Bill Clinton had run in 1992 as a “different kind of Democrat,” and after losing Congress in 1994 tacked even more to the right. Clinton embraced financial deregulation, effectively abolished the existing welfare program, and even signaled his openness to partially privatizing Social Security and Medicare. Yet Clinton’s policy concessions to conservatives won him little goodwill from across the aisle. Congressional Republicans embraced scorched-earth legislative tactics under firebrand House Speaker Newt Gingrich, including the 1995 government shutdown, a preview of the right’s nihilistic resistance to Barack Obama over a decade later.Gingrich was a veteran partisan bruiser—as House minority whip he led the successful effort to oust Texas Democrat Jim Wright as speaker for minor ethics infractions in 1989, suggesting for good measure that Wright and other Democrats harbored socialist sympathies given their willingness to negotiate with the Sandinista government to end the Nicaraguan civil war.
But in another sense, the fervid anti-Clinton paranoia may have been a psychic and political necessity for Republicans who yearned to regain power. With Clinton offering real policy conciliations to conservatives, the easiest way to maintain energetic opposition was to construct a narrative of criminality and anti-American perfidy that must be countered at all costs. Right-wing attacks against the Clintons could and did backfire—the president’s approval ratings actually rose during his impeachment—and accusations against Bill Clinton for affairs, sexual harassment, and even rape were easier to dismiss as part of a “vast right-wing conspiracy,” as Hillary Clinton put it, when right-wing magazines were also accusing her of murder. Bill Clinton weathered the Monica Lewinsky scandal, but Clinton hatred never went away. It reappeared with a vengeance in 2016.
The bitter partisan battles of the 1990s intensified trends that had existed on the political right since World War II. Indeed, the creation of Fox News in 1996 was a supercharged throwback to the days of Human Events and the American Mercury. Fox News was necessary, the argument went, because conservative journalists and conservative perspectives were shut out of mainstream broadcasters. Never mind that even Bill O’Reilly had enjoyed a career at CBS and ABC before joining Fox News in its debut year. But while conservative media in the 1950s and ’60s either had a limited reach—the National Review in 1960 had less than a tenth as many subscribers as Time—or were counterbalanced by the FCC’s fairness doctrine, which was on the books between 1949 and 1987, Fox News presented an unchallenged right-wing worldview to millions of viewers twenty-four hours a day, 365 days a year.
Conservative pundits repackaged Cold War–era attacks equating liberals with communists during the Bush years. In 2003, Ann Coulter, a frequent Fox News talking head, published Treason: Liberal Treachery from the Cold War to the War on Terrorism, which was a full-throated defense of Joseph McCarthy that accused liberals of being, well, traitors who hated America. The book sold 500,000 copies in its first three weeks. Even the racially charged birther myth—that Barack Obama was not a U.S. citizen, and was a covert Muslim, to boot—was a riff on the old John Birch Society charge that liberals, including moderate Republicans like Dwight Eisenhower, were secret members of the international communist conspiracy. The cry that Obama was a Marxist, Maoist, Muslim Kenyan socialist was almost interchangeable with right-wing attacks directed against the civil rights movement in the 1960s. And the idea that a vast left-liberal conspiracy was both undermining the country and using dirty, underhanded tactics to do so rhetorically justified an anything-goes strategy on the part of the right. Shutting down government. Refusing confirmation votes. Supporting Donald Trump for president.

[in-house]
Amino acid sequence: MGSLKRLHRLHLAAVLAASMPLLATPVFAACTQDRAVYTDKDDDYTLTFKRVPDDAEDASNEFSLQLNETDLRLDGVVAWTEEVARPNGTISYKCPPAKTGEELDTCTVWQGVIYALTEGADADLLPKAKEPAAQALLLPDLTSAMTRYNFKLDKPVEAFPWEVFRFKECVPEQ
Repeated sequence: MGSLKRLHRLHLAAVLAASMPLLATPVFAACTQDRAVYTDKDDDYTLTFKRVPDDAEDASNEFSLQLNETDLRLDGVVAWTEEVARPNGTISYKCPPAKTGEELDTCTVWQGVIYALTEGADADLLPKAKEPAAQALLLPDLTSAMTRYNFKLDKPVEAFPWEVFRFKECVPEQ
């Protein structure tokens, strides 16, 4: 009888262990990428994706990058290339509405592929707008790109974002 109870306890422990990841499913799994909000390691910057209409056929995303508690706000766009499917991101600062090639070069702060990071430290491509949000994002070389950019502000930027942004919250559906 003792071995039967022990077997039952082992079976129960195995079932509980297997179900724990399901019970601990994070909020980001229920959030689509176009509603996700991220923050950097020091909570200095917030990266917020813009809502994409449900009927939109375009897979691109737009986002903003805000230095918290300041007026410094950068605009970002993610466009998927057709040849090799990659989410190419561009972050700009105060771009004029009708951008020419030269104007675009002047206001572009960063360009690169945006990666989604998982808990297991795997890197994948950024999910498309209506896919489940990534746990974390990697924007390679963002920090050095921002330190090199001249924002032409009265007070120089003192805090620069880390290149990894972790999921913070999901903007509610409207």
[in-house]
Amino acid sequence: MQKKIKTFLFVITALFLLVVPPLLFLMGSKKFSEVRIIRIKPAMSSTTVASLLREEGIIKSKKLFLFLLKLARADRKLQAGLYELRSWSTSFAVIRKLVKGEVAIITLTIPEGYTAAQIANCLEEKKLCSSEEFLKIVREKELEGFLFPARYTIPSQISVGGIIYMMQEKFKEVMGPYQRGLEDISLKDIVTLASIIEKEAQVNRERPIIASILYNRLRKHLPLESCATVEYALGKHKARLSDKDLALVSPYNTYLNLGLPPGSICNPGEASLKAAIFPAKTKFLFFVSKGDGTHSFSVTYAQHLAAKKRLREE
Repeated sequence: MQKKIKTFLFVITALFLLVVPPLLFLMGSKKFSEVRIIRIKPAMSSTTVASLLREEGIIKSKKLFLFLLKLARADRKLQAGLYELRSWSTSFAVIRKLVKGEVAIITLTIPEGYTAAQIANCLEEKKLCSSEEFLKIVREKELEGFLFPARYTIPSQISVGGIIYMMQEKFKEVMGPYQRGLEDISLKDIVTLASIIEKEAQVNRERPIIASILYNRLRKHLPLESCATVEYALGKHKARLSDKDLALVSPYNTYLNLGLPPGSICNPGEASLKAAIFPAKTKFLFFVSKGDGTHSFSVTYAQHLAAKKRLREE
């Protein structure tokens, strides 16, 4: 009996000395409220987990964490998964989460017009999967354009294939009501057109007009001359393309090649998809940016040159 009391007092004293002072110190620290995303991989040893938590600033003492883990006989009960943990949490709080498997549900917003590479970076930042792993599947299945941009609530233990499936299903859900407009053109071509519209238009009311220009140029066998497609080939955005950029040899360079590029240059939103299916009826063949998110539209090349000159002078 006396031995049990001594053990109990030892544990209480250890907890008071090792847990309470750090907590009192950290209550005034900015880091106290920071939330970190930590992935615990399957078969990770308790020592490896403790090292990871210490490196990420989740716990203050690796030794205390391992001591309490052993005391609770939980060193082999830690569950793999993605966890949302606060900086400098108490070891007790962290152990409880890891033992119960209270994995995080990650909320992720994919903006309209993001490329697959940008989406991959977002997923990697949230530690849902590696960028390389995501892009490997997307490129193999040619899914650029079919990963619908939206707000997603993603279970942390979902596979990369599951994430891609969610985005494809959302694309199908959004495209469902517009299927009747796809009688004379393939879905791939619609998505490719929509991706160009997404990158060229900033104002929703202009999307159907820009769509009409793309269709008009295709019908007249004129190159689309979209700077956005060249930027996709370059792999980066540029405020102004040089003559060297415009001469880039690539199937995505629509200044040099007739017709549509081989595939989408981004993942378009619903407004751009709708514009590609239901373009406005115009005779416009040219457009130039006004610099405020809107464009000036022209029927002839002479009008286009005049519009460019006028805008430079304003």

So-called Never Trump conservatives lament that the Republican Party and, indeed, the conservative movement have ceased to be about ideas beyond slavish devotion to Trump’s cult of personality. But this critique ignores the centrality of the idea of liberal nefariousness even in the self-consciously intellectual corners of the conservative movement. Jonah Goldberg, who has been affiliated with National Review for twenty years, has called for a revived conservative intellectual vigor to tackle the policy challenges of the twenty-first century. He was also the author, in 2008, of the book Liberal Fascism, which—until a last-minute change by Goldberg—bore the subtitle The Totalitarian Temptation from Mussolini to Hillary Clinton.
Even the theory-heavy Chicago School movement that undergirded the post-Reagan shift to laissez-faire economic policy derived its momentum from the perceived need to rescue the “free enterprise system” from the clutches of liberalism, which would otherwise inevitably lead to communism. Robert Bork, the academic, judge, and Nixon administration official who was perhaps the preeminent ideological conduit between academia and government—and whose 1996 book Slouching Towards Gomorrah: Modern Liberalism and American Decline is exactly what it sounds like—described his antitrust theories as an antidote to the “reckless and primitive egalitarianism” of the Warren Court.
Trump is, in many ways, the ultimate embodiment of this long-standing tendency on the right. His transformation from New York Democrat to Republican Party celebrity began by embracing the birther conspiracy; he even took credit for Obama’s eventual decision to release his long-form birth certificate. As president, he has wondered aloud why Attorney General Jeff Sessions hasn’t personally defended him from the Russia investigation in the same way that, in Trump’s Fox News–fueled fantasies, Eric Holder once shielded Obama from “scandals” like “Fast and Furious.”
The idea that the left is depraved, corrupt, and ruthless has been an important strain of American conservatism since the movement began. But in the Trump era, it has metastasized. Right-wing policy ideas have been so thoroughly discredited—does anyone even argue anymore that trickle-down economics will ensure mass prosperity?—that the only apparent reason for conservatism’s existence is to fight back against evil liberals. This is, of course, not the sign of a healthy political movement. The right’s support for McCarthy has been a long-standing embarrassment for American conservatism. Its embrace of Trump may be history repeating itself.